Why it’s awesome: The imperial capital of Vietnam from 1738-1945, Hue has a slow charm all its own. Its tree-lined streets and riverside promenade offer a lovely contrast to frenetic Hanoi or Ho Chi Minh City. Nature lovers will enjoy exploring the mountains, beaches, and lagoons while history buffs can take their pick from imperial tombs and temples to Vietnam War-era battlegrounds. It’s also said that the majority of Vietnamese dishes originated here in Hue, meaning you’ll find a thriving foodie and streetfood scene to tantalize your palate.
What to do: The UNESCO-listed 19th century Hue Citadel with its palaces, shrines, and moats is a must-see, either by day or atmospherically lit up at night. The tombs of the emperors are also a highlight, ranging from the over-the-top ornate to the serene, often blending traditional Chinese motifs with Western design elements. The garden houses of imperial court officials offer a look into the past while a boat trip down the Perfume River is a must, stepping ashore to admire the iconic, seven-story Thien Mu Pagoda. Don’t forget to sample “Bun Bo Hue”, the spicy beef noodle soup with hints of lemongrass that originated here.
Recommendation: Less than three hours by car from Hoi An, Hue is easily combinable with a trip to Danang or Hoi An. The Taste of Vietnam tour from Victoria Voyages features extensive culinary exploration in both Hue and Hoi An.
- Cua Dai and An Bang Beaches
- Historic Ancient Town
- Japanese Covered Bridge
- Hoi An Night Market
- My Son Temple Complex
Why it’s awesome: The UNESCO-listed town of Hoi An is quite unlike any other place in Vietnam. Its history as a medieval trading port lives on in its Chinese, Japanese, and French influences and remarkably well-preserved Ancient Town whose narrow, pedestrian-only streets are perfect for strolling. It’s also blessed with quiet beaches, idyllic countryside, and literally hundreds of talented tailors and leather craftsmen, all within a compact area.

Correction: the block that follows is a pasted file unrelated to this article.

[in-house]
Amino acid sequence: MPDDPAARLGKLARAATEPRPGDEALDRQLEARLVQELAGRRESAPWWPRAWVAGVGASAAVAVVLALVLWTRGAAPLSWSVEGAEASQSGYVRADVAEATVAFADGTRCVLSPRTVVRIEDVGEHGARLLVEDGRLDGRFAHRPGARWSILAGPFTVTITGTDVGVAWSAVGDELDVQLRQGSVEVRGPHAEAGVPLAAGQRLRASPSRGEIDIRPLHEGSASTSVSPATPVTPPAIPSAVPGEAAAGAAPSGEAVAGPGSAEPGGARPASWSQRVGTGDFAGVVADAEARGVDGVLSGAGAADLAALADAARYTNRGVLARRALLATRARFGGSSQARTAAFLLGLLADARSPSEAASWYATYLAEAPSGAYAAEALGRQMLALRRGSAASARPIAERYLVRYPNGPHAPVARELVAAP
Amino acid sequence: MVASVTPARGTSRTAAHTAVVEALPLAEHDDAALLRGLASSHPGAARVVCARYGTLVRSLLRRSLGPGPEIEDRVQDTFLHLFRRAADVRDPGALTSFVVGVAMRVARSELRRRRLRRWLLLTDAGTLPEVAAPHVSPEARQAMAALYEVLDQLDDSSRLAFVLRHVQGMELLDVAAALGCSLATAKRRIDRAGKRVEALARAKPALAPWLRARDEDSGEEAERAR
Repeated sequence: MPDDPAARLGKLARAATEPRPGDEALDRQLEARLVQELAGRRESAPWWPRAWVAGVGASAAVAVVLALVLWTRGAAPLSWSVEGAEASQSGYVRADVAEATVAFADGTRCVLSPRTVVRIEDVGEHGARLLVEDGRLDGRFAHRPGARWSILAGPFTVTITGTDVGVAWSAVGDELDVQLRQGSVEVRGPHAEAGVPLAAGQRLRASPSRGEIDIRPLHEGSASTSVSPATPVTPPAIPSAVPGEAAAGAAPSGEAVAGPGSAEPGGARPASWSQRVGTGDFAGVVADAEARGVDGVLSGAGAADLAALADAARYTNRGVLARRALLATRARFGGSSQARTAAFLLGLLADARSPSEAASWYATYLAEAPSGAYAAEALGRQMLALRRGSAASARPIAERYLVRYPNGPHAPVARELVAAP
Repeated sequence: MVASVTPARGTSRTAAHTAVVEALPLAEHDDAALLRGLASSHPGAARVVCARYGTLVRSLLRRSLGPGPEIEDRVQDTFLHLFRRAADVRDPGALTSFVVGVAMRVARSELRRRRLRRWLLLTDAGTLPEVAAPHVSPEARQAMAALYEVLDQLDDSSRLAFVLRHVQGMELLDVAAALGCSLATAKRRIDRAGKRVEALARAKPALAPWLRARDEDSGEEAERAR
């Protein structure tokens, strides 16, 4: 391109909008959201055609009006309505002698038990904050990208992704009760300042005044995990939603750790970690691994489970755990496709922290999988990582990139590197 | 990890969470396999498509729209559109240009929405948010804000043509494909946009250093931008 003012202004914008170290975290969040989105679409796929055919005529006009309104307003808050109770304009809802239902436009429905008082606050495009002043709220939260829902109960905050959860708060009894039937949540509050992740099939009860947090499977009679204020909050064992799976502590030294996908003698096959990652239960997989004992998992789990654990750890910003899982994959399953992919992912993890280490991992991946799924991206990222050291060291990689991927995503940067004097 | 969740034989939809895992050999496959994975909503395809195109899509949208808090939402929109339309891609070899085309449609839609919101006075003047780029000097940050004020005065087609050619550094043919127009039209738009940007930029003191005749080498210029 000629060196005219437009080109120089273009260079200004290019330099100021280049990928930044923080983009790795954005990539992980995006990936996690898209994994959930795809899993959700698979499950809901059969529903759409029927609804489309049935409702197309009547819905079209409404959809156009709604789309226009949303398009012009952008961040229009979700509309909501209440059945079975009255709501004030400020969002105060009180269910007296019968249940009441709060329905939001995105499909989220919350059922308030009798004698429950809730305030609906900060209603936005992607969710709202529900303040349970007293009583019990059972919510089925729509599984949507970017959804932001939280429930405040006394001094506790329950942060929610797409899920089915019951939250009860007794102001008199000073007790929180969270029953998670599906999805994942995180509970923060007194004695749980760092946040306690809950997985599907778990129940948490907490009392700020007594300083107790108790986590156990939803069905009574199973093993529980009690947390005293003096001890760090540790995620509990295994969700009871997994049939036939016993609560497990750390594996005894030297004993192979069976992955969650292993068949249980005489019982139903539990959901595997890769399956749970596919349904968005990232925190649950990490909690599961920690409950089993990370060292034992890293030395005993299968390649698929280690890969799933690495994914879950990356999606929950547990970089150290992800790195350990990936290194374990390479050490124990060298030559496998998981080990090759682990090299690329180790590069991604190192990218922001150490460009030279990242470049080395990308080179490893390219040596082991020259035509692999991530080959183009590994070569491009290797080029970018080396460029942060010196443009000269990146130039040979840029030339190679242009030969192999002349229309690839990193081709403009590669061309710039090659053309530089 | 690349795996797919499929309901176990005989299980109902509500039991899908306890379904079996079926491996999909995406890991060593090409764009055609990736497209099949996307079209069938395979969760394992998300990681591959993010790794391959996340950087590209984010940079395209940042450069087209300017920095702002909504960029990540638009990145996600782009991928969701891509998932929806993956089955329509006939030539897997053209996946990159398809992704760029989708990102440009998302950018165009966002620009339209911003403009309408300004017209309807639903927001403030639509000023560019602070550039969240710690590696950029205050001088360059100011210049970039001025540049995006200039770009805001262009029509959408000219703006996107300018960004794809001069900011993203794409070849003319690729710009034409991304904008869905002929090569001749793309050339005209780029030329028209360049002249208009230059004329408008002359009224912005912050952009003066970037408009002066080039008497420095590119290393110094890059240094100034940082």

What to do: The lantern-lit streets of Hoi An’s Ancient Town are some of the most photogenic in all of Vietnam. Arrive early morning before the crowds and you’ll have this lovely backdrop all to yourself, including its clay-tiled shophouses, colorful boats moored along the riverside, atmospheric temples, and iconic Japanese Covered Bridge. There’s plenty to do in Hoi An, including cooking classes set in the middle of organic gardens, a visit to the Night Market where you can send little paper lanterns down the Thu Bon River, and a day trip to explore the Angkor-like ruins of Cham-era temples at UNESCO-listed My Son.
- Long, quiet beaches
- Mui Ne fishing village
- Sand dunes
- Fairy Stream
Why it’s awesome: The beaches of Phan Thiet and nearby Mui Ne are just four hours away from Ho Chi Minh City by road. A sleepy fishing village 20 years ago, the area is still known for its low-key vibe with a friendly expat community, cheap international eats, and family-friendly attractions. It’s also Vietnam’s kitesurfing capital with lots of watersports on offer. Plus, Phan Thiet is famous for its fish sauce, so feel free to pinch your nose while touring a fish sauce factory and bring home a bottle as a souvenir.